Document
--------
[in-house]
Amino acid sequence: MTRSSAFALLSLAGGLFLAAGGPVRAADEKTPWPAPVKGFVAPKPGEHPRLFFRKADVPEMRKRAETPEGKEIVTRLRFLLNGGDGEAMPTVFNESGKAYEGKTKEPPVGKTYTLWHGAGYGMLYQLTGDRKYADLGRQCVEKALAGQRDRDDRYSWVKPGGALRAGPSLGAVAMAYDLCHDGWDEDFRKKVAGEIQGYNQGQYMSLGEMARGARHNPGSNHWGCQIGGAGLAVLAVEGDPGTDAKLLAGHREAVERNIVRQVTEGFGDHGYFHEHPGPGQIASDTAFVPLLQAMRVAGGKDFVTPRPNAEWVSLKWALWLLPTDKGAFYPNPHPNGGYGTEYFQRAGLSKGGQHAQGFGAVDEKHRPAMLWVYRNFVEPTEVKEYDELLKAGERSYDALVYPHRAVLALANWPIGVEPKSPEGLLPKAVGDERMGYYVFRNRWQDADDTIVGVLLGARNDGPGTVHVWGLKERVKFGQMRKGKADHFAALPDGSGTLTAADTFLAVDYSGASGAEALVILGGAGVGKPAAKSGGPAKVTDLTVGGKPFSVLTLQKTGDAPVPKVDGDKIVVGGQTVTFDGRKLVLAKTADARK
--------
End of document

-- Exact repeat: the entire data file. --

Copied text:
[in-house]
Amino acid sequence: MTRSSAFALLSLAGGLFLAAGGPVRAADEKTPWPAPVKGFVAPKPGEHPRLFFRKADVPEMRKRAETPEGKEIVTRLRFLLNGGDGEAMPTVFNESGKAYEGKTKEPPVGKTYTLWHGAGYGMLYQLTGDRKYADLGRQCVEKALAGQRDRDDRYSWVKPGGALRAGPSLGAVAMAYDLCHDGWDEDFRKKVAGEIQGYNQGQYMSLGEMARGARHNPGSNHWGCQIGGAGLAVLAVEGDPGTDAKLLAGHREAVERNIVRQVTEGFGDHGYFHEHPGPGQIASDTAFVPLLQAMRVAGGKDFVTPRPNAEWVSLKWALWLLPTDKGAFYPNPHPNGGYGTEYFQRAGLSKGGQHAQGFGAVDEKHRPAMLWVYRNFVEPTEVKEYDELLKAGERSYDALVYPHRAVLALANWPIGVEPKSPEGLLPKAVGDERMGYYVFRNRWQDADDTIVGVLLGARNDGPGTVHVWGLKERVKFGQMRKGKADHFAALPDGSGTLTAADTFLAVDYSGASGAEALVILGGAGVGKPAAKSGGPAKVTDLTVGGKPFSVLTLQKTGDAPVPKVDGDKIVVGGQTVTFDGRKLVLAKTADARK